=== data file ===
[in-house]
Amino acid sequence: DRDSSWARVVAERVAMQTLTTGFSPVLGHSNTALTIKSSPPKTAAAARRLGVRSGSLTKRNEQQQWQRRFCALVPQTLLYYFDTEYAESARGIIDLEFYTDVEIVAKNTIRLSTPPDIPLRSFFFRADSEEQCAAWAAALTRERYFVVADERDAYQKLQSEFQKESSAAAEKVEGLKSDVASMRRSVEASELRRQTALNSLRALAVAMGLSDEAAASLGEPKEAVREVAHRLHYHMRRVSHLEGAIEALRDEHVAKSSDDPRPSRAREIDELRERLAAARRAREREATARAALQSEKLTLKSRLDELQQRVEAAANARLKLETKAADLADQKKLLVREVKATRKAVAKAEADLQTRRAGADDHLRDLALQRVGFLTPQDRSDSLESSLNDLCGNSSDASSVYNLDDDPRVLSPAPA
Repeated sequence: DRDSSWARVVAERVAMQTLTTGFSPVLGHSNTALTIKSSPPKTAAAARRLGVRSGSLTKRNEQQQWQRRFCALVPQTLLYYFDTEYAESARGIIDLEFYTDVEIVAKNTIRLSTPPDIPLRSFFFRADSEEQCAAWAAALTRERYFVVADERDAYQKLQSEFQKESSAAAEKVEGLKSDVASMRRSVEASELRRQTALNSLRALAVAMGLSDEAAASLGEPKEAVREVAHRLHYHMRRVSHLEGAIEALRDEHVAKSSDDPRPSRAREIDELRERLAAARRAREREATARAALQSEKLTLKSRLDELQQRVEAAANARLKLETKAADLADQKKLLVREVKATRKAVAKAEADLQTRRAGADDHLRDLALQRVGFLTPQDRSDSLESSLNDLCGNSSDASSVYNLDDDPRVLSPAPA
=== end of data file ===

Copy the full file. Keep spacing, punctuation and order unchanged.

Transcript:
[in-house]
Amino acid sequence: DRDSSWARVVAERVAMQTLTTGFSPVLGHSNTALTIKSSPPKTAAAARRLGVRSGSLTKRNEQQQWQRRFCALVPQTLLYYFDTEYAESARGIIDLEFYTDVEIVAKNTIRLSTPPDIPLRSFFFRADSEEQCAAWAAALTRERYFVVADERDAYQKLQSEFQKESSAAAEKVEGLKSDVASMRRSVEASELRRQTALNSLRALAVAMGLSDEAAASLGEPKEAVREVAHRLHYHMRRVSHLEGAIEALRDEHVAKSSDDPRPSRAREIDELRERLAAARRAREREATARAALQSEKLTLKSRLDELQQRVEAAANARLKLETKAADLADQKKLLVREVKATRKAVAKAEADLQTRRAGADDHLRDLALQRVGFLTPQDRSDSLESSLNDLCGNSSDASSVYNLDDDPRVLSPAPA
Repeated sequence: DRDSSWARVVAERVAMQTLTTGFSPVLGHSNTALTIKSSPPKTAAAARRLGVRSGSLTKRNEQQQWQRRFCALVPQTLLYYFDTEYAESARGIIDLEFYTDVEIVAKNTIRLSTPPDIPLRSFFFRADSEEQCAAWAAALTRERYFVVADERDAYQKLQSEFQKESSAAAEKVEGLKSDVASMRRSVEASELRRQTALNSLRALAVAMGLSDEAAASLGEPKEAVREVAHRLHYHMRRVSHLEGAIEALRDEHVAKSSDDPRPSRAREIDELRERLAAARRAREREATARAALQSEKLTLKSRLDELQQRVEAAANARLKLETKAADLADQKKLLVREVKATRKAVAKAEADLQTRRAGADDHLRDLALQRVGFLTPQDRSDSLESSLNDLCGNSSDASSVYNLDDDPRVLSPAPA